Latest Tuatara Stories
Turtles are more closely related to birds and crocodilians than to lizards and snakes, according to a study from Dartmouth, Yale and other institutions that examines one of the most contentious questions in evolutionary biology.
An international team of researchers has discovered the oldest known lizard-like fossil near Vellberg, Germany.
Scientists studying one of New Zealand’s most iconic reptiles have found that it chews its food in a way unlike any other animal on the planet, challenging the popular perception that complex chewing ability is linked to high metabolism.
Using a moving 3D computer model based on the skull and teeth of a New Zealand reptile called tuatara, a BBSRC-funded team from the University of Hull, University College London and the Hull York Medical School has revealed how damage to dental implants and jaw joints may be prevented by sophisticated interplay between our jaws, muscles and brain.
Mammals and many species of birds and fish are among evolution's "winners," while crocodiles, alligators and a reptile cousin of snakes known as the tuatara are among the losers, according to new research by UCLA scientists and colleagues.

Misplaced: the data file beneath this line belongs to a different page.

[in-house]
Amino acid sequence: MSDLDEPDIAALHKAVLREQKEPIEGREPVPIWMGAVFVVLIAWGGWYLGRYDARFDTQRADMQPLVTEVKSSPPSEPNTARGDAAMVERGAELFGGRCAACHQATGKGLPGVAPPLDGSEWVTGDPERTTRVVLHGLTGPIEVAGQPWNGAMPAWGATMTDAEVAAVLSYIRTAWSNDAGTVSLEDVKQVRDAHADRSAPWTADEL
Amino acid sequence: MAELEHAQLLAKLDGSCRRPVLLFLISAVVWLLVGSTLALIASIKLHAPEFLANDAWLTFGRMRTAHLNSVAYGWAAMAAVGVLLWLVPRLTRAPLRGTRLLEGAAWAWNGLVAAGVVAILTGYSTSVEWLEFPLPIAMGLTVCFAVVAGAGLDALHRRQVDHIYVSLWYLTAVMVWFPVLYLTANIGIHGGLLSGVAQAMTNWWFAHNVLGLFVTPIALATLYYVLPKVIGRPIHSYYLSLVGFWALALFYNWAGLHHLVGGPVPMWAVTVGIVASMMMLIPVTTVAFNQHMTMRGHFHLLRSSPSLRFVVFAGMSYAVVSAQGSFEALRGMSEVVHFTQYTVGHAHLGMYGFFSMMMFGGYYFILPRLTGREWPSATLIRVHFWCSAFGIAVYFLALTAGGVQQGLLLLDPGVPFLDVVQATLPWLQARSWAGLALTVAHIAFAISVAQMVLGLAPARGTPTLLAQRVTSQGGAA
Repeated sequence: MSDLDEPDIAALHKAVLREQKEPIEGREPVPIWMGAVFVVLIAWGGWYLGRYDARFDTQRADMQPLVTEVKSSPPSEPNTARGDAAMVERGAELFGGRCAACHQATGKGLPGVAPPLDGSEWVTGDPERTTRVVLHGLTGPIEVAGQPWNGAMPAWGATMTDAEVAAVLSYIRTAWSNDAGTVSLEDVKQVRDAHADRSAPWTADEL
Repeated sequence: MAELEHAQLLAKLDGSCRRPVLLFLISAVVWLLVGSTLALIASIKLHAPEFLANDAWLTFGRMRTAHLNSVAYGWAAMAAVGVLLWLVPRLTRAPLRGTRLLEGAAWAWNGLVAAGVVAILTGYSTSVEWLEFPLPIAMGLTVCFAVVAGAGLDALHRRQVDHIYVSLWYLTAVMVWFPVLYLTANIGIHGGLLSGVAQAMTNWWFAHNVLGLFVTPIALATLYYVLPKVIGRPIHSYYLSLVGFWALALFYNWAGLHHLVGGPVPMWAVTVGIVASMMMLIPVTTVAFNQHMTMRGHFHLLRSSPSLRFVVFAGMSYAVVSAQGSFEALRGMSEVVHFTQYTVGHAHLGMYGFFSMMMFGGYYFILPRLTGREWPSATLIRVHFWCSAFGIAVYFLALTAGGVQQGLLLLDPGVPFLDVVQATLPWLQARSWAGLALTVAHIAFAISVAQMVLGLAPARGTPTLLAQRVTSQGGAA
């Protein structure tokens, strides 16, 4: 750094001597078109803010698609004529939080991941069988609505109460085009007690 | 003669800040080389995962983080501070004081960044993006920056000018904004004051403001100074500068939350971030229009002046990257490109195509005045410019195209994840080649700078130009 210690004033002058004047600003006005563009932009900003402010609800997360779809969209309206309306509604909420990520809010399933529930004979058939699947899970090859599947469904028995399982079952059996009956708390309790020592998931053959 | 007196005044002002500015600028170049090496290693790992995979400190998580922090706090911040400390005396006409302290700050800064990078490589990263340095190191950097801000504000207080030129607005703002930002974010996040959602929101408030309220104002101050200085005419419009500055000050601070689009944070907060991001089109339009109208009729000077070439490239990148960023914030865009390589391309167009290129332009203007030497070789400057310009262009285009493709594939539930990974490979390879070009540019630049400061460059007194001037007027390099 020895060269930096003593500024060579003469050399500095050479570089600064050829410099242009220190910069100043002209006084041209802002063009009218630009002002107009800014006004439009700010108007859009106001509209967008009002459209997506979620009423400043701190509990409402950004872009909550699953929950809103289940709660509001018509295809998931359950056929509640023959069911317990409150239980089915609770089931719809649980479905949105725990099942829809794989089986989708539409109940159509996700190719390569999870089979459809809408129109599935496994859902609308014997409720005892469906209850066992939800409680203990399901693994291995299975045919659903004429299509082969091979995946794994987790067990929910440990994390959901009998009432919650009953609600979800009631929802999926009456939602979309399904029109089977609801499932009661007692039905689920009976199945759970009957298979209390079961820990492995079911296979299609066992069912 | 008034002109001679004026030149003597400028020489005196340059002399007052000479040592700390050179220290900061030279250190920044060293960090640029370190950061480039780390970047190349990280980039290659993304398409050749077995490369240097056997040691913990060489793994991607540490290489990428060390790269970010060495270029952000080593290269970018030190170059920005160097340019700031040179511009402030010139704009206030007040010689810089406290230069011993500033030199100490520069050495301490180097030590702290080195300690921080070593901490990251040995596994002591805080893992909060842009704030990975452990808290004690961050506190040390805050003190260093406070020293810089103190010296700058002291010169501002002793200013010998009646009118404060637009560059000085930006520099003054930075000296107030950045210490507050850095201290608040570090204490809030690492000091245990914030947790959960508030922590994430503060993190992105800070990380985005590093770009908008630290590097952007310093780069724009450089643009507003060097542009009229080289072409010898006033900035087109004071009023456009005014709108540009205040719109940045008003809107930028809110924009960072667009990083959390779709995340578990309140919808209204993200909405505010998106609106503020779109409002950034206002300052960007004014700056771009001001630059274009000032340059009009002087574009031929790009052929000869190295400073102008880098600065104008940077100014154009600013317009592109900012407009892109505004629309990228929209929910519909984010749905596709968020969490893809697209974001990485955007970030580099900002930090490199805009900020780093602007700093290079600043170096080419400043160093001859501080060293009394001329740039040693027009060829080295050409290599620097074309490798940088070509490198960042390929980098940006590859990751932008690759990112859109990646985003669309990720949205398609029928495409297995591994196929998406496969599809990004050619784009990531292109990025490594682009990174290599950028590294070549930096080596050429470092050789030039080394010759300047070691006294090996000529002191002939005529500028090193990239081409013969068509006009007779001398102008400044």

Conservationists said on Thursday that a rare "living fossil" tuatara reptile has been born in the wild in an area of New Zealand where it was believed to have been extinct for 200 years.
Age didn't matter for a 110-year-old endangered male lizard-like creature and his 80-year old mate in New Zealand -- they just produced 11 offspring. Henry, a tuatara, only recently showed interest in the fairer of his species after years of disinterest in procreation and irascible behavior, CNN reported Friday.
A rare reptile in New Zealand known as Henry, has become a father for the first time at the age of 111.
The fossil of a lizard-like New Zealand reptile has been identified by a team of scientists from UCL (University College London), University of Adelaide, and the Museum of New Zealand Te Papa Tongarewa.
Officials said Friday that a rare reptile with lineage dating back to the dinosaur age has been found nesting on the New Zealand mainland for the first time in about 200 years.